Seeing a GoTriangle tweet offering a free bus pass to honor national Get on Board Day last month, Diane Dulaney realized she was out of excuses not to try transit.
When Dulaney’s two boys were younger, carpool duties kept her chained to her car, but with one son in college and one in high school now, she was ready to break free.
The free pass was the key.
“It took one time,” says Dulaney, a Cary resident who works as a project manager for the state Department of Public Instruction in downtown Raleigh. “I rode the bus on Tuesday, and on Wednesday I marched myself down to the state parking office and got my GoPass. I liked it so much I convinced my husband to ride the bus with me on Thursday.”
“The bus drivers are great,” she says. “They were very patient with me. The first day I bumbled through it. I couldn’t figure out how to swipe my card. I pulled my cord too early. The bus driver said, ‘Do you really want to get off here?’ He was super nice.”
Dulaney’s husband works on the NC State University campus, so he also has access to an employer-sponsored GoPass, which allows people to ride free on any transit agency in the Triangle. Dulaney says having both of them tuned in to transit will help the family this summer when her college son is home and needs a car.
“I’m not buying him a car for the summer so I was going to have to carpool with my husband,” she says. “Taking the bus is going to be much better than carpooling because we just have such different schedules.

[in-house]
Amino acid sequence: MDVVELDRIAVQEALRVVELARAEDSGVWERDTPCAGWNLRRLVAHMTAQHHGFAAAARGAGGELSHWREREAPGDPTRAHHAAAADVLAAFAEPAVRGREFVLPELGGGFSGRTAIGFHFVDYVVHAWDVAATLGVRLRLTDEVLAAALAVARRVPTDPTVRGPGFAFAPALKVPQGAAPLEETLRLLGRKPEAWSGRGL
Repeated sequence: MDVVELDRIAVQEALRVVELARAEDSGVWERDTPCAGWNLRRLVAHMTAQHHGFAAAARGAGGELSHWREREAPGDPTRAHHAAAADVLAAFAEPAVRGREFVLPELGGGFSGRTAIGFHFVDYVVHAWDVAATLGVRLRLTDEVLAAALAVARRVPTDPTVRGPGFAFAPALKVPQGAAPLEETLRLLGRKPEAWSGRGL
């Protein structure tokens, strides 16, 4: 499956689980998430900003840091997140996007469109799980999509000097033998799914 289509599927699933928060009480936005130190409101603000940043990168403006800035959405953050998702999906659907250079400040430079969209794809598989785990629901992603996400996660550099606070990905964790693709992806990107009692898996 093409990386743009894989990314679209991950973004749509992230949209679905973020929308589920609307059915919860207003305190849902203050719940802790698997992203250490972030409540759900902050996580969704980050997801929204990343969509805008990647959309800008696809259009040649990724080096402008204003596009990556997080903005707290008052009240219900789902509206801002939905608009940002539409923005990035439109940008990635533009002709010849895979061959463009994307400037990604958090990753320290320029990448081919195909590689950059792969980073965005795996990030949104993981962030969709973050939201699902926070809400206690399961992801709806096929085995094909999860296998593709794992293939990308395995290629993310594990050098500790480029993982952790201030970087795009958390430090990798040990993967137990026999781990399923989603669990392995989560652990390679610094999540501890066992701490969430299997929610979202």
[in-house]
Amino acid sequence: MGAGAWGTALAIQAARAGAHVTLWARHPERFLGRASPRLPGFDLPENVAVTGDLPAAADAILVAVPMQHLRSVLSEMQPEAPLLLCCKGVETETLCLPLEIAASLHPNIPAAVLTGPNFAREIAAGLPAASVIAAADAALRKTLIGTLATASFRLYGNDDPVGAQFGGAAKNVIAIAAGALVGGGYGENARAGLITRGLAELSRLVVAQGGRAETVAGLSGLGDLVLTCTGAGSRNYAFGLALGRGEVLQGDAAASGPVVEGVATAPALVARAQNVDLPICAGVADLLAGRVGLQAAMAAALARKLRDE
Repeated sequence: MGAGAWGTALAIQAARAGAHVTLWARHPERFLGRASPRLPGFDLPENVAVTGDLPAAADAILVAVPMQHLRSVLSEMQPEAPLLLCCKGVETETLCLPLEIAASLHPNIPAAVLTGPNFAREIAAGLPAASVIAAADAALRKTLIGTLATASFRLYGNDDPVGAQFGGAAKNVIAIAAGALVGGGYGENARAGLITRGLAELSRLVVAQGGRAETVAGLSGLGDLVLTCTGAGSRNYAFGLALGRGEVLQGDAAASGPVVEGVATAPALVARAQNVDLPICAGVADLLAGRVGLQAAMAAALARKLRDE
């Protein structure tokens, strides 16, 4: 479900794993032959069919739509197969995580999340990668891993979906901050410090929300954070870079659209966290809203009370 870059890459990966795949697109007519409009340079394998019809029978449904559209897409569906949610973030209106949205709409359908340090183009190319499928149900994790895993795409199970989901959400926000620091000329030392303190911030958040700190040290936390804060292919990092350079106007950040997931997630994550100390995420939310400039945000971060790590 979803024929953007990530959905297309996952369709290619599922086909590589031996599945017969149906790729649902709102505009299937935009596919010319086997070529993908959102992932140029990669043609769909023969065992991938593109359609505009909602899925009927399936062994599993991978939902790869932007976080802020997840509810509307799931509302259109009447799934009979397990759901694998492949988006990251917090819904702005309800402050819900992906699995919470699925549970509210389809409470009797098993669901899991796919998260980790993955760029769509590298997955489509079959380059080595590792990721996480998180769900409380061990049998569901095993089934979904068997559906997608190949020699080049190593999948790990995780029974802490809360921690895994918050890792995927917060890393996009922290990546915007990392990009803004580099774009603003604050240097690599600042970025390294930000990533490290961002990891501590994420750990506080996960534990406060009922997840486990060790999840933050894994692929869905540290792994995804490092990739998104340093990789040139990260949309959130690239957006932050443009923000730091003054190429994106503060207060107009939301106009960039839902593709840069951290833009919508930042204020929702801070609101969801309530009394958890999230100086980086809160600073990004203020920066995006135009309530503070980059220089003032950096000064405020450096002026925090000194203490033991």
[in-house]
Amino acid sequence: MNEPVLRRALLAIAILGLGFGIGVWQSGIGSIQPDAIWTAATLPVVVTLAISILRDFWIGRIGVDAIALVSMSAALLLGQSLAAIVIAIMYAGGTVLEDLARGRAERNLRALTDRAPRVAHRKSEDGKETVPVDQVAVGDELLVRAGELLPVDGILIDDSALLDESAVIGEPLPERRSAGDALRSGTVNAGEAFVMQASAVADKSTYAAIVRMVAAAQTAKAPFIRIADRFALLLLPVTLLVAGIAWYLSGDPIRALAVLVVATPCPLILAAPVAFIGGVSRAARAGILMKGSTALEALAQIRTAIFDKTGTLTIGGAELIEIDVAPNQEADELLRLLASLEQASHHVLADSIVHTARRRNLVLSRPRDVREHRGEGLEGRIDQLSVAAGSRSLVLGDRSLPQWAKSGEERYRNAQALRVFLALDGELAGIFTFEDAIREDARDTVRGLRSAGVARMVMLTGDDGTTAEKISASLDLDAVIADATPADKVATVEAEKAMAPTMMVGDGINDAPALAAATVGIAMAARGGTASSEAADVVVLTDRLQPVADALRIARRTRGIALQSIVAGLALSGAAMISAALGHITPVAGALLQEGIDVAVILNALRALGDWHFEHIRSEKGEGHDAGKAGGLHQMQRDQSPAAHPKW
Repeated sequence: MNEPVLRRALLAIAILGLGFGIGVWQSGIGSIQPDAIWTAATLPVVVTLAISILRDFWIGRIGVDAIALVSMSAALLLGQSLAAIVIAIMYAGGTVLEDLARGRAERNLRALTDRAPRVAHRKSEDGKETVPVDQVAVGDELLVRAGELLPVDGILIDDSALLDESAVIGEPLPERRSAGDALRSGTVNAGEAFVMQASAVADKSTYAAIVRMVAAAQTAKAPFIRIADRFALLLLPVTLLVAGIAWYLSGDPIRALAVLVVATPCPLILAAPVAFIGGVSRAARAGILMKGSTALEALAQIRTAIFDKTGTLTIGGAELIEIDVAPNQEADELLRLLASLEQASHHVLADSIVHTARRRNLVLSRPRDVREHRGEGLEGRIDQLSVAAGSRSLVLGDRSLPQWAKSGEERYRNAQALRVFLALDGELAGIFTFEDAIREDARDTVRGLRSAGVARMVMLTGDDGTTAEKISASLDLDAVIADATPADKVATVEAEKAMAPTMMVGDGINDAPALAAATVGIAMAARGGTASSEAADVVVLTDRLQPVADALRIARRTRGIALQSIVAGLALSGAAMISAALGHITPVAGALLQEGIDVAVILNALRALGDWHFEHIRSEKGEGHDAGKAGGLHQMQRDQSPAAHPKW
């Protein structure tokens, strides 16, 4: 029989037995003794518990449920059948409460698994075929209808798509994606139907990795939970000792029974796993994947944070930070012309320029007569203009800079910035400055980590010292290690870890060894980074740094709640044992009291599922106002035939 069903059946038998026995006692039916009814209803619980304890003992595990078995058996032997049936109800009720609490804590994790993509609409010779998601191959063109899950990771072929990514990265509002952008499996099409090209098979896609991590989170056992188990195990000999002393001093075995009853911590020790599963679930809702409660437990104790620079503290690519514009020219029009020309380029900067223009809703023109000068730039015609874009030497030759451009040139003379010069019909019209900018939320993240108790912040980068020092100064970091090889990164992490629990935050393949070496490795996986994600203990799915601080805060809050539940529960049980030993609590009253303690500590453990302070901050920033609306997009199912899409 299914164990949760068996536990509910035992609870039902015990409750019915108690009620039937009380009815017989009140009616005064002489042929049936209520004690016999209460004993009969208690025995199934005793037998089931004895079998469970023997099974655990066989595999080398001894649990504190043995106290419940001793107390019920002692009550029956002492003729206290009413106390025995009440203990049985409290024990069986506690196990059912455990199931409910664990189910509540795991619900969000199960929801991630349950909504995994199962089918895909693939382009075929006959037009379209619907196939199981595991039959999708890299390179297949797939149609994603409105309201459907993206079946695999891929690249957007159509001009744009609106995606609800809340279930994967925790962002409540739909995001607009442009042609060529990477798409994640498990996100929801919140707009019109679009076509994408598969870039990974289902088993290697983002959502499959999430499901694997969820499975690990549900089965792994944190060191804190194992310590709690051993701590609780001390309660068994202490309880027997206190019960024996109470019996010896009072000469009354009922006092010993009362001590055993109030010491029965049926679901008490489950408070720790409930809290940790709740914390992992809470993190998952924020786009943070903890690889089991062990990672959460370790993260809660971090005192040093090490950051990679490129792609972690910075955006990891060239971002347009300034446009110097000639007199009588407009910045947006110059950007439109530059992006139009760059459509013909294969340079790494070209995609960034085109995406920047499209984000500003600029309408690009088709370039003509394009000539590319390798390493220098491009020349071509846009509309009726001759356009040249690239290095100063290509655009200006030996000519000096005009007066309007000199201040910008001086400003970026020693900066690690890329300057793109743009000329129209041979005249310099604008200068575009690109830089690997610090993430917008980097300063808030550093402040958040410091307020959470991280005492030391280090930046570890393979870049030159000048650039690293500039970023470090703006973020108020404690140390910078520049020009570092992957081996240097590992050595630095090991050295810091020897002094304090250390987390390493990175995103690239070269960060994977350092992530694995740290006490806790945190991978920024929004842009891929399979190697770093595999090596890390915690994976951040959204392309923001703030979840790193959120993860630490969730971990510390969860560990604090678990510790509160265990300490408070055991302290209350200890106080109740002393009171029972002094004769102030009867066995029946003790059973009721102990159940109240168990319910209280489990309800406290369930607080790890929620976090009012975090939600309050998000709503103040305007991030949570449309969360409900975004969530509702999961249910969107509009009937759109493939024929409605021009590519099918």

From her home in east Cary, Dulaney is able to walk about 5 minutes to a bus stop that serves GoTriangle Route 301, which travels Western Boulevard and drops her off right at her office door on Wilmington Street in Raleigh. Her morning bus commute takes roughly the same amount of time as driving, although the evening bus commute can be a bit longer.
“But I really love the time I get back,” Dulaney says. “I can read on the bus. I can knit. I love to knit. I’m making this ridiculously large afghan for my son. The last one took me a year. I’m thinking if I take the bus more, I can finish this one in six months.”
Dulaney’s ultimate goal, now that one week of GoTriangle service has made her a transit lover and advocate, is to get rid of a car completely.
“If a family truly saves $10,000 a year by going down to one car, that’s a great trip you can take every year,” she says. “A great trip! And if you don’t drive, you’re so much more likely to ride a bike or walk. I don’t like to sit in a car. I’d rather be moving. And I really do feel guilty from an environmental standpoint driving my car alone to work every day.”
Dulaney is anticipating that as the Triangle keeps growing by 80 people a day, transit is going to be more than a money saver for her. It will also be a moneymaker.
“Selfishly, the fact that my house is so close to the bus line will make my house even more valuable,” says Dulaney, who lives in what she describes as an old part of Cary that made it an affordable place to buy a home 14 years ago. “Probably in 10 years, people will really start looking for that. So I want the transit system to be stronger and better, and the way for that to happen is for people to start riding the bus.”
That’s the paradox of transit planning that can be hard to understand. The more accessible transit is, the more people will ride it, so if you wait for more people to ride it before you make it more accessible, nobody wins.
“Transit is a vicious cycle or a virtuous cycle,” Dulaney says. “The more people ride the bus, the more routes we have and the better it is, and the fewer who ride, the fewer routes we have. I want it to be a virtuous cycle.”
Durham, Orange and Wake counties all have half-cent sales taxes devoted to transit improvements, so the network becomes more accessible and vast every year. Find more information here.